The Latest Updates on mpox

Computer Model of Monkeypox Virus

Notice: In November 2022, the World Health Organization began using a new preferred term 'mpox' as a synonym for monkeypox to reduce stigmatizing language. The City of Worcester's page has been updated to reflect that terminology.

In August of 2022, the United States declared its mpox outbreak a national public health emergency. While mpox has shown to be less contagious than other viruses such as COVID-19 and has not led to any deaths in the country, residents are asked to take its risk seriously.

The City of Worcester is prioritizing treatment and prevention efforts for populations currently at most risk, with a particular focus on individuals with multiple sexual partners; those in repeated close contact with others, including sports teams; and those living in close quarters, such as in group housing and dorms. The City is seeking to expand its access to vaccines, and residents will be notified as its capacity increases.

This page includes up-to-date information and resources from the Centers for Disease Control and Prevention (CDC) and Massachusetts Department of Public Health (MDPH) about how mpox spreads, precautions to take and how to seek treatment.

What is mpox?

Mpox is a rare disease caused by infection with the mpox virus, which can make people sick. Symptoms may include a rash, resembling pimples or blisters, often preceded by flu-like illness. Overall illness typically lasts 2 - 4 weeks. While some people experience mild symptoms, others may experience severe pain.

How it Spreads

Mpox can be spread to anyone through close, personal, often skin-to-skin contact including:

  • Direct contact with rash, blisters or scabs.
  • Contact with surfaces and objects - such as clothing, bedding or towels - that have been used by an individual with mpox.
  • Prolonged contact with bodily fluids, such as through kissing.

Mpox can be easily passed between sexual partners due to close skin contact, and any person, regardless of gender identity or sexual orientation, can acquire and spread it.

A person with mpox can spread it to others from the time symptoms start until the rash has fully healed and a fresh layer of skin has formed.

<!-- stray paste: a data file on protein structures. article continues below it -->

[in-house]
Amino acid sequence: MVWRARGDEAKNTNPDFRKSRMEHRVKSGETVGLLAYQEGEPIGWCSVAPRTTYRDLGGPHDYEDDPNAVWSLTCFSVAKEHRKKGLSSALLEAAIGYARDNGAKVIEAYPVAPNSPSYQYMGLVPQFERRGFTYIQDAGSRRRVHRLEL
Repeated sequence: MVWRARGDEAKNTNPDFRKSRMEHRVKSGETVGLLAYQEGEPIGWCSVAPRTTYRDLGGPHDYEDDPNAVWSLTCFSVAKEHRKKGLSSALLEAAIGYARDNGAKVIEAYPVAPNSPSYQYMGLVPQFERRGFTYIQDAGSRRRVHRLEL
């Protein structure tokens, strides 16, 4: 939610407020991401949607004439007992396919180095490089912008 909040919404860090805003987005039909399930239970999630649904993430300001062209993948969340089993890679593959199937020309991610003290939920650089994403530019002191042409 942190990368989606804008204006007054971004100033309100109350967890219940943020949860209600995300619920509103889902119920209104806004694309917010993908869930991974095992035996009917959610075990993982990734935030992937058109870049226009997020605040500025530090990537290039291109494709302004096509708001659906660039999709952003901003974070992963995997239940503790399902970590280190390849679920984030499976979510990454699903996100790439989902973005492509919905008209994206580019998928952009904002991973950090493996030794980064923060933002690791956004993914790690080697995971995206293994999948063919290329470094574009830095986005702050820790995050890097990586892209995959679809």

Symptoms of mpox infection typically appear within 3 weeks of exposure and can include:

  • Fever
  • Chills
  • Swollen Lymph Nodes
  • Exhaustion
  • Muscle Aches and Backache
  • Headache
  • Respiratory Symptoms (e.g., sore throat, nasal congestion or cough)

Rash blisters appear 1 - 4 days later and can be located on or near the genitals or anus, as well as other areas like the hands, feet, chest, face or mouth. They can itch and be painful to the touch. The blisters will go through several stages before scabbing, falling off and healing.

CDC Visual Examples of Monkeypox Rash - Visual 1
CDC Visual Examples of Monkeypox Rash - Visual 2


The CDC recommends the following steps to protect yourself from getting mpox:

  1. Avoid close, skin-to-skin contact with people who have a rash that looks like mpox.
  2. Avoid contact with objects and materials that a person with mpox has used.
  3. Wash your hands often with soap and water or use an alcohol-based hand sanitizer, especially before eating or touching your face and after you use the bathroom.

The CDC also recommends vaccination for people who have been exposed to mpox and people who may be more likely to get mpox, which includes:

  • People who have been identified by public health officials as a contact of someone with mpox.
  • People who are aware that one of their sexual partners in the past 2 weeks has been diagnosed with mpox.
  • Men who have had sex with other men, or transgender or nonbinary people, who have had:
    • In the past 2 weeks: Sex with multiple partners or group sex, sex at a commercial sex venue (like a sex club or bathhouse) or sex at an event, venue or in an area where mpox transmission is occurring.
    • In the past 6 months: A new diagnosis of one or more sexually transmitted diseases including acute HIV, chancroid, chlamydia or gonorrhea; or more than one sex partner.
  • People who in the past 6 months have had:
    • Sex at a commercial sex venue (like a sex club or bathhouse).
    • Sex at an event, venue or in an area where mpox transmission is occurring.
  • People whose sexual partner identify with any of the above scenarios.
  • People who anticipate experiencing any of the above scenarios.

Currently, high-risk individuals may contact AIDS Project Worcester at 508-755-3773 x113 to schedule a vaccine appointment. However, due to severely limited supply, availability is currently low.

Additional details on vaccine eligibility and other locations in Massachusetts offering appointments can be found on the MDPH Website.


City health officials advise any resident who suspects they have been infected to contact their healthcare provider as soon as possible and to avoid skin-to-skin contact with others until being examined. They should also alert anyone they may have been in close physical contact with about potential exposure. Anyone with mpox is urged to follow the CDC's Isolation Guidelines.

While there is no current treatment specifically for mpox, antiviral drugs such as tecovirimat (TPOXX), may be recommended for people who are more likely to get severely ill, like patients with weakened immune systems.

Additional Resources

Contact Information

Public Health
25 Meade Street
Worcester, MA 01610

Accessible via WRTA Bus Line. View Schedules

Phone: 508-799-8531
Fax: 508-799-8572
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To request a non-emergency service or report an issue, please contact Worcester 311.

In the event of a health emergency, please call 911.

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